Forget 30-round high capacity magazines or 100-round AR-15 drums, the original firearm design—the single shot rifle—has enjoyed success long after its supposed slide into obsolescence with the introduction of repeating firearms and for very good reason: whether you’re looking to improve your hunting or target shooting games and regardless of whether you’re an old pro or a novice shooter, single shot rifles help craft world-class marksmen.
About four years ago, I was at my local range when I noticed a group of shooters trading shots at clay pigeons, stood on end about 100-yards away, with a pair of Remington 597 .22 rifles. The two shooters were simply burning through their ammunition (it seemed to me as fast as they could) but I didn’t see them connecting with anything at all downrange. Eventually, I realized the two older looking men in the group were getting frustrated with their party’s lack of accuracy but, from where I stood, it seemed the more they missed the target, the faster they loaded and shot.
I just so happened to have my little Remington Model 33 single shot rifle with me so I approached the group and asked if I could take a whack at their clay birds with my gun. This is one of the rifles I learned to shoot with and I was able to decimate the whole row of clays one at a time, albeit slowly and methodically. The look on their faces said it all.
It’s Not a Race—Yet
Using single shot rifles as training tools to cultivate accuracy has a strong precedent in sporting and military traditions, both of which recognized early on the tutorial quality inherent to single shot rifles’ design.
The most obvious feature (and one that unites all single shot rifles, regardless of whether they are trapdoor, break or bolt actions) is that these rifles require the shooter to totally reset their aim after each shot because they have to reload the gun after firing. When teaching or mastering the fundamentals, this does an invaluable service to the shooter because not only does the shooter lose their sight picture after every shot and have to find it again, they also have to reassume the proper shooting position.
This shifting from a relaxed and natural body to tense and highly focused body is instrumental in developing muscle memory and habitual single shot rifle shooters often report that they have an easier time finding the right spot when shouldering their weapon.
But what this all really means is that single shot rifles force shooters to have to slow down and slowing down makes them better address all the steps in the shooting process on their own merit rather than just racing to get set up for the shot—which is essentially equating “shooting” to pulling the trigger. This is the discipline of the single shot rifle and if you shoot one long enough, you’ll lose any tendency to just blaze away at targets hoping for a hit.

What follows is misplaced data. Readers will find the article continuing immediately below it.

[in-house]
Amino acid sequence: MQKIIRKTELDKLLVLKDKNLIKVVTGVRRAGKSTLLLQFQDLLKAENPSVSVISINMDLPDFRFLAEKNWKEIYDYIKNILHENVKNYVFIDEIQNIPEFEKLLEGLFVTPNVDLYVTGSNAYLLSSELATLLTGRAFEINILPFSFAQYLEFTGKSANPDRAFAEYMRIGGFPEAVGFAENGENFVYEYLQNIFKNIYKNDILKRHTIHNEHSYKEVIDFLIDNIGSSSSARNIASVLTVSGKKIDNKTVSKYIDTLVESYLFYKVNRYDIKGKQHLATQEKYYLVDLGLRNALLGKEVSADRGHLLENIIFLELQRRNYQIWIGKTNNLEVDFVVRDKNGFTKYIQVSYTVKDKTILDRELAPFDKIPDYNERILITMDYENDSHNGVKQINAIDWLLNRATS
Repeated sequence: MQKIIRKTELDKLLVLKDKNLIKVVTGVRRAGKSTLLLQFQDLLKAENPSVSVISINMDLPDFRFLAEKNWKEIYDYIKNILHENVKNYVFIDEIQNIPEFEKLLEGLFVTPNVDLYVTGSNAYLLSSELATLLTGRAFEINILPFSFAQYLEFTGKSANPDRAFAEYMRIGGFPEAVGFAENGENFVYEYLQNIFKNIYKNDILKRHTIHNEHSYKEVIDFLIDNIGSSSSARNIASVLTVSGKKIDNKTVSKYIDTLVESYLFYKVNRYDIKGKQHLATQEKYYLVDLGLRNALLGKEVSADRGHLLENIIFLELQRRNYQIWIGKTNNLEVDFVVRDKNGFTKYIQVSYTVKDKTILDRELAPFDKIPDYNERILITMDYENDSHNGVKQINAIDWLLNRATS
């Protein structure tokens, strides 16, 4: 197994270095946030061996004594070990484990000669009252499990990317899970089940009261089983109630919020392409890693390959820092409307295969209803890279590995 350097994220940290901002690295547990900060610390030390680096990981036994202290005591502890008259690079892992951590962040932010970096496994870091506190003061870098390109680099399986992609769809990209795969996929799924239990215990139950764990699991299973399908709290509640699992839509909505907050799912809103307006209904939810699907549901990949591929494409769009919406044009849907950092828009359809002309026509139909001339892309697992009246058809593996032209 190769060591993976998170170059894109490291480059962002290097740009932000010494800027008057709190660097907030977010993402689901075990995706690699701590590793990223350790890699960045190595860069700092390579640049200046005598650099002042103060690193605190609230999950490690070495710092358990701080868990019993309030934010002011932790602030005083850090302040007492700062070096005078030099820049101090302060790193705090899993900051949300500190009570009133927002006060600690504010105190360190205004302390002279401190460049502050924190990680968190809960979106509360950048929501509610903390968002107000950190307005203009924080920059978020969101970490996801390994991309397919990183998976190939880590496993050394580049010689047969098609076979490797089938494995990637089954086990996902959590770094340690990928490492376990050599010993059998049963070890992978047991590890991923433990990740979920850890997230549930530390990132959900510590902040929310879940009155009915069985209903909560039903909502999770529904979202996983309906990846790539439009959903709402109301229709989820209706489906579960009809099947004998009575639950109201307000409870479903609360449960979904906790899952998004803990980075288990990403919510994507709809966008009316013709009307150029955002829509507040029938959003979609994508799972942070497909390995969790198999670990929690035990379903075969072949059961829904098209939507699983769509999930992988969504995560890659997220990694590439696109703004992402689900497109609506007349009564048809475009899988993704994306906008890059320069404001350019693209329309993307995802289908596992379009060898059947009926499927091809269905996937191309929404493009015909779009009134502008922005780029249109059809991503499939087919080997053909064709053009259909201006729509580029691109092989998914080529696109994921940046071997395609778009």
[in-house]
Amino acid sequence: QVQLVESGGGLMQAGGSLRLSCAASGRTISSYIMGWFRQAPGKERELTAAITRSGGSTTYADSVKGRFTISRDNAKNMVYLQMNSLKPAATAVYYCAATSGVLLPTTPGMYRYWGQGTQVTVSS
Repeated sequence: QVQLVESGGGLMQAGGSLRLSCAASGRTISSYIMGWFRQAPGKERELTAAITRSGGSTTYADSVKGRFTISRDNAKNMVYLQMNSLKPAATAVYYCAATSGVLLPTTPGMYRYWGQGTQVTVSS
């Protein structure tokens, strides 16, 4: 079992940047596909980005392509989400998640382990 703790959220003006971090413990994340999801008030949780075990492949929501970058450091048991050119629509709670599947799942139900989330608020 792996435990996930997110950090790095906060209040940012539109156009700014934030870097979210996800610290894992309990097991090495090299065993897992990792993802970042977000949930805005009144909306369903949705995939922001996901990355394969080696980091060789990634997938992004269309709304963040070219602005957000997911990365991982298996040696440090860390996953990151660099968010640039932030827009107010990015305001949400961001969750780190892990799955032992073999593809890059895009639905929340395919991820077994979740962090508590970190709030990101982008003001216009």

One Shot, One Kill
I have long been a fan of starting new shooters out with a single shot rifle or shotgun, but this genre of gun works very well for veteran shooters looking to tighten up their groups as well.
However, I also recommend single shot rifles to my buddies looking to steady their shooting hand while giving their hunt a shot in the arm. Hunting with a single shot rifle makes the shooter aim more carefully because there is no reserve, no fast follow up shot to fall back on should you miss. It’s an all or nothing proposition. Avid muzzleloaders know the lesson very well of making your one shot count because you probably will not get another right away and the same principle extends to both handgun hunting and bow hunting.
Singles Ready to Mingle
While the history of firearms begins with single shot designs, we’ve come a long way since the “primitive” Trapdoor Springfields of the Civil War and today you can find many examples of single shot rifles featuring all the comforts of modern long guns, modern falling block actions that can handle some of the most powerful commercial calibers ever conceived and reasonable price tags.
In the sporting world, the large caliber .45-70 Sharps and the Remington Rolling Blocks of the late 1800s gave way to 1967s Ruger Number 1, which uses a famously solid Farquharson-style internal hammer falling block action. The Ruger Number 1 found favor among wildcat handloaders who appreciated the strength of the gun’s action and is still in production today in a multitude of calibers (including some real game stoppers like 450/400 Nitro Express) and variations. New guns go for about $1,300 and you can check the Ruger Number 1 here.
One of the best single shot rifles on the market today in my opinion is the H&R Handi Rifle from New England Firearms. I have owned several of these in different calibers and they all proved to be remarkably accurate for such a cheap gun. For less than three hundred dollars you can get a rifle in darn near any caliber you want, and the barrels are interchangeable on nearly all of them. I owned one in .22 Hornet that took a large grey fox with, coyotes and other small game. As mentioned, Handi Rifles are priced between $250-$400.
To shoot the single shot and do it well is a challenge, but challenges are the stones upon which we sharpen our skills and choosing a single shot rifle is sure to slow you down and force you to concentrate on your shot be it at the range or in the woods. And hey, it sure beats the embarrassment of throwing lead at a target and not hitting anything!